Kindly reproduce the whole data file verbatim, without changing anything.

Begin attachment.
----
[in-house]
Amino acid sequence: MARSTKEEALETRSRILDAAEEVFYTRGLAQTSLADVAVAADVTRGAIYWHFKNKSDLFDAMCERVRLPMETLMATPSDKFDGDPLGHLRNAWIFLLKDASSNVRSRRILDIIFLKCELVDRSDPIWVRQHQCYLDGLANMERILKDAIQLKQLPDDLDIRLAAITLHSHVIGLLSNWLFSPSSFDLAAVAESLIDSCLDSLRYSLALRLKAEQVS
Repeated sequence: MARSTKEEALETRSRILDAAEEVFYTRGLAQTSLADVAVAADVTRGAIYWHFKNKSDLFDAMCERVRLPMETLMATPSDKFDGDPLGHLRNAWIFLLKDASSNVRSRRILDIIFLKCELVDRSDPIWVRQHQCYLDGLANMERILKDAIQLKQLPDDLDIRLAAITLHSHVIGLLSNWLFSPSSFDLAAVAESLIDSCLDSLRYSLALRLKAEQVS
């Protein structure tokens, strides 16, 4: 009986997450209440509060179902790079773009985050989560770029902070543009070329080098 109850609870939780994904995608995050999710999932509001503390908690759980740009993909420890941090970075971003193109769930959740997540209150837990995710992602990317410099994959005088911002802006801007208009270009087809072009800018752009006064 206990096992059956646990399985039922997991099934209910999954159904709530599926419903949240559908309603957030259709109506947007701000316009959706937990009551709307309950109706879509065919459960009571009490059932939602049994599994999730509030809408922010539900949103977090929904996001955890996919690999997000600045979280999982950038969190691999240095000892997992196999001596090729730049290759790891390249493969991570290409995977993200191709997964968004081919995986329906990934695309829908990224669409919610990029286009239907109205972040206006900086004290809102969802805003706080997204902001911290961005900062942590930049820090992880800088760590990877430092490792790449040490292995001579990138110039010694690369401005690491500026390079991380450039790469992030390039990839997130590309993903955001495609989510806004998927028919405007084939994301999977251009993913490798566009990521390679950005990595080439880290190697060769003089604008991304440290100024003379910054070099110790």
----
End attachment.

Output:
[in-house]
Amino acid sequence: MARSTKEEALETRSRILDAAEEVFYTRGLAQTSLADVAVAADVTRGAIYWHFKNKSDLFDAMCERVRLPMETLMATPSDKFDGDPLGHLRNAWIFLLKDASSNVRSRRILDIIFLKCELVDRSDPIWVRQHQCYLDGLANMERILKDAIQLKQLPDDLDIRLAAITLHSHVIGLLSNWLFSPSSFDLAAVAESLIDSCLDSLRYSLALRLKAEQVS
Repeated sequence: MARSTKEEALETRSRILDAAEEVFYTRGLAQTSLADVAVAADVTRGAIYWHFKNKSDLFDAMCERVRLPMETLMATPSDKFDGDPLGHLRNAWIFLLKDASSNVRSRRILDIIFLKCELVDRSDPIWVRQHQCYLDGLANMERILKDAIQLKQLPDDLDIRLAAITLHSHVIGLLSNWLFSPSSFDLAAVAESLIDSCLDSLRYSLALRLKAEQVS
């Protein structure tokens, strides 16, 4: 009986997450209440509060179902790079773009985050989560770029902070543009070329080098 109850609870939780994904995608995050999710999932509001503390908690759980740009993909420890941090970075971003193109769930959740997540209150837990995710992602990317410099994959005088911002802006801007208009270009087809072009800018752009006064 206990096992059956646990399985039922997991099934209910999954159904709530599926419903949240559908309603957030259709109506947007701000316009959706937990009551709307309950109706879509065919459960009571009490059932939602049994599994999730509030809408922010539900949103977090929904996001955890996919690999997000600045979280999982950038969190691999240095000892997992196999001596090729730049290759790891390249493969991570290409995977993200191709997964968004081919995986329906990934695309829908990224669409919610990029286009239907109205972040206006900086004290809102969802805003706080997204902001911290961005900062942590930049820090992880800088760590990877430092490792790449040490292995001579990138110039010694690369401005690491500026390079991380450039790469992030390039990839997130590309993903955001495609989510806004998927028919405007084939994301999977251009993913490798566009990521390679950005990595080439880290190697060769003089604008991304440290100024003379910054070099110790």